The Game | Performing Arts Review | Chicago Reader

The Game 

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The Game, at the O'Bar & Cafe. While in college I was entrusted with being the scriptwriter for the improv team. But eventually I was forced to quit. A scene concerning a newfangled grocery store for lazy people that sold wheat bread with the peanut butter and grape jam already in it seemed so funny when the team came up with it, but the minute I tried to get it down on paper it was dead.

A similar fate befalls the sketch-comedy revue The Game: the three players, having rigorously scripted all their improvisationally created scenes, rob the show of the one element that could have saved it, spontaneity. What remains is 90 minutes' worth of moderately amusing vignettes that were probably a lot funnier the first time around.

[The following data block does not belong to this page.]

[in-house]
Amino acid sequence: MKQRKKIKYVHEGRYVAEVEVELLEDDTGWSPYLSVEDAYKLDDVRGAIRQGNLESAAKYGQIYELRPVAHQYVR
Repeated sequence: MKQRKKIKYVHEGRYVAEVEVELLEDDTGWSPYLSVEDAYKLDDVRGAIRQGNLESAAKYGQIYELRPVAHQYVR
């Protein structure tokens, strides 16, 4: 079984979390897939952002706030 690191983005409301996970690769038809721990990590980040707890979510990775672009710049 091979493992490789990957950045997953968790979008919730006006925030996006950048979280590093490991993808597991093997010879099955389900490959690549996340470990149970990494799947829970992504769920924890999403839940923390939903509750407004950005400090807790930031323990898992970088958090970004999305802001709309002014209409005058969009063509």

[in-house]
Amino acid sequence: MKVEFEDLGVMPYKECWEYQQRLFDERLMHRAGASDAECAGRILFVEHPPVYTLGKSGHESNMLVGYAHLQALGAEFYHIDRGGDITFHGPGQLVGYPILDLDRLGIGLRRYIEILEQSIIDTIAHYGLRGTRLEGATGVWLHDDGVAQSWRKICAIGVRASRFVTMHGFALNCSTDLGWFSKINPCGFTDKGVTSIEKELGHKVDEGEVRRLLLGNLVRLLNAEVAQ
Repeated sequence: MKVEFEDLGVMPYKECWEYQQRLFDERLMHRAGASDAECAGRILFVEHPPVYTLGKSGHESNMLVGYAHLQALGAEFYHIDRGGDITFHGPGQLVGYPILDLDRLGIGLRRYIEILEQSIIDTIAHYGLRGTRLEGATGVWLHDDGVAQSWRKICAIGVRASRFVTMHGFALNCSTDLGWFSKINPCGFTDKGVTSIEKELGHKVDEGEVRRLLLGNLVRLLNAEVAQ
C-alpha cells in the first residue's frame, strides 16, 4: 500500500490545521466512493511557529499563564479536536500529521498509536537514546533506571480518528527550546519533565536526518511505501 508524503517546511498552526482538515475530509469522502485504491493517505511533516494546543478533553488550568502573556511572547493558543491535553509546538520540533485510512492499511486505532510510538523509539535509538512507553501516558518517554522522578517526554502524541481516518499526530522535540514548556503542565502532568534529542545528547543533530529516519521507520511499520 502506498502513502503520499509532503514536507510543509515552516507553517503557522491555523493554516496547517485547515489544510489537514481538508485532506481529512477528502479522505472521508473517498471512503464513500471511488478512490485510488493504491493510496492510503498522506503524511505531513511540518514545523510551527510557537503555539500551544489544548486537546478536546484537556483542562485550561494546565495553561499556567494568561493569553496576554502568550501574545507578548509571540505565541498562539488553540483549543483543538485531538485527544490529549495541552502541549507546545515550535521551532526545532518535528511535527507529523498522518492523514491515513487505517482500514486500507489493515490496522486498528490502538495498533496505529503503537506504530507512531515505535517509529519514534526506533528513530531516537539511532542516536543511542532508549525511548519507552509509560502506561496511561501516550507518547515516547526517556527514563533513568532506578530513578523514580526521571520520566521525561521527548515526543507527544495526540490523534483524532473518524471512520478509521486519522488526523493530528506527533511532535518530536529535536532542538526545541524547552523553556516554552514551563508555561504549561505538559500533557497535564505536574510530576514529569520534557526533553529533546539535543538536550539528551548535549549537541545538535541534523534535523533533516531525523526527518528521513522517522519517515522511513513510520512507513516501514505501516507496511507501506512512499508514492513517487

Debra Downing, Kristian Hammond, and Rob Reese follow the time-worn rhythm of wacky satire topped off by a de rigueur "surprise ending," displaying a modest mastery of improv technique. But they come up short in the inspiration department. It's pleasant enough to watch scenes concerning a physician who thinks all her patients have tumors, an angst-ridden slacker band from Winnetka, an overly accommodating motel desk clerk, a young Christopher Columbus conquering anything in sight, and a trio of mentally challenged dogs plotting a revolution. But these generally overwritten bits lack any identifiable or worthwhile satirical target. Much of this may have been uproarious in rehearsal, but it was hardly worth writing down.

--Adam Langer

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